I think the meaning must be either, The time is quickly com. ing, when every man's state will be fixed, inasmuch as I am quickly coming to judgment, to fix every man's state unalterably, according as his work shall be ; and after that there will be no alteration, nor any means or endeavours in order to it; but he that is unjust, let him be unjust stiil; and he that is filthy let him be filthy still: and if this be the meaning, it makes it evi. dent, that Christ will not immediately proceed to the use of the most powerful and effectual means of all, to change the state of the unjust, and filthy, to purify them and make them holy, and fit them for etemal glory, with infallible success.-Or, the mean. ing must be this, which seems to be much the most probable : Christ, having given this last revelation to his church to be added to the book of Scripture, with which the canon was to be shut up and sealed by the instrumentality of the apostle John, who lived the longest of the apostles, and wrote this book after all the rest were dead; orders John (ver. 10.) to publish this book wherein such great future judgments are revealed as coming on the wicked, and such an affecting declaration of the future glory of the saints, to enforce the rest of God's word and means of grace ; and then intimates, that no more revelations are to be expected, no more instructions and warnings are to be added to the word of God, as the steady means of grace, any further to confirm and enforce the rest ; that the next revelation that is to be expected, and that Christ will make of himself to the world, is to be his immediate appearance in judgment, to fix unalterably every man's state according to his works, according to the improvement he shall have made of those past revelations, instructions, and warnings ; and therefore, those lhat will not be purified by those means, are not to expect that better, or other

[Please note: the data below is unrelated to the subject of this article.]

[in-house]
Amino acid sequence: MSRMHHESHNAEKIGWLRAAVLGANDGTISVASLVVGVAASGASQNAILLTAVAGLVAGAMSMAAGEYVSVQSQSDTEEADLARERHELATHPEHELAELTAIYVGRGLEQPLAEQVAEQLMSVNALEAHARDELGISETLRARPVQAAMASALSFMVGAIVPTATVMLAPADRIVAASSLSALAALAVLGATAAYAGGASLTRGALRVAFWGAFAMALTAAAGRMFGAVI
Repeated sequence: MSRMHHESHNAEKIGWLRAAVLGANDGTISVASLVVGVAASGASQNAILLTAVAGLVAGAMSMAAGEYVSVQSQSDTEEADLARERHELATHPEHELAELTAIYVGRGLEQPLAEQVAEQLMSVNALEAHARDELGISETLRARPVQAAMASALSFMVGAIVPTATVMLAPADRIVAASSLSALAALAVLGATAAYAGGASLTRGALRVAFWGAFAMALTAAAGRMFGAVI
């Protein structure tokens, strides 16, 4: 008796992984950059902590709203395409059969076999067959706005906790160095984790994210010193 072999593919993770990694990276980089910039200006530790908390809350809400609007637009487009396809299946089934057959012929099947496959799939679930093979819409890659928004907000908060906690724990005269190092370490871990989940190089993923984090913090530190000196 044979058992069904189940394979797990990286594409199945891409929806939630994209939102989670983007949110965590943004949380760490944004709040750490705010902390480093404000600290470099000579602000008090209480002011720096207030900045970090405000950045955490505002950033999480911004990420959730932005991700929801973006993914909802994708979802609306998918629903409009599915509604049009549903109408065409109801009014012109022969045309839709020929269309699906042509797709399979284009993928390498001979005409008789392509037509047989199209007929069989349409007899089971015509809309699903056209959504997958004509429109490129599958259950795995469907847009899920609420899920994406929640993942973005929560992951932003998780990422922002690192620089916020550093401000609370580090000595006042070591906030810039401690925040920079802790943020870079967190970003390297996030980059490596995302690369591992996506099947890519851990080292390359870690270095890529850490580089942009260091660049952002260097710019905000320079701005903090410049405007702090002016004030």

means, will ever be used with them ; but he that is unjust must remain so still, and he that is filthy must be filthy still, and he that is righteous shall be righteous still, and he that is holy shall be holy still. Thus Christ takes leave of his church till his last coming, warning them to improve the means of grace they have, and informing them that they are never to have any other : q. d. They have Moses and the prophets ; and, in the writings of the New Testament, they have more glorious, powerful, and efficacious revelations of me, Those writings I now finish and seal. Let them hear these, and make a good improvement of them: for these are the last means I shall ever use to change man's state. This is inconsistent with his reserving his greatest and most powerful means, with a determined certain success, to be used after the day of judgment.
$ 21, They who suppose the damned are inade to suffer the torments of bell for their purification, suppose, that God is herein prosecuting his grand design of benevolence to his creatures; yea, benevolence to the sufferers; and that he does not use these severe means but from necessity for their good, because all gentie remedies prove ineffectual. Now, it is unreasonable to suppose, that God is under any necessity of inflicting such extreme torments upon them for so long a time, in order to their being brought to repentance; and that,
1. If we consider the nature of things : torments inflicted have no tendency to bring a wicked man to repentance directly and properly, if by repentance we mean an 'alteration of the disposition, and appetites, and taste of the mind. We know by experience, that pain inflicted for gratifying an appetite, may make men afraid to gratify the appetite, but they do not change the inclination, or destroy the appetite. They may make men willing to comply with external exercises ; of which they have a distaste, and to which their heart, in its relish and inclinations, is averse ; yet not from love to the things complied with, but from hatred of pain, and love of ease. So that the man complies in some sense: but his heart does not comply. He is only driven, and as it were forced ; and an increase of pain alters not the nature of things. It may make a man more earnestly to desire freedom from pain ; but still there is no more to be expected from it, than is in the tendency of pain, which is not to give a new nature, a new heart, or a new natural relish and disposition. It is not granted, that even long continued pains arid practice will gradually raise an habitual love to virtue. The pains of the damned being great and long continued, may more and more convince them of the folly of their negligence and fearlessness in sin, and may make them willing to take some pains, but will not show them the beauty of holiness, or the odiousness of sin, so as to cause them to hate sin on its own account.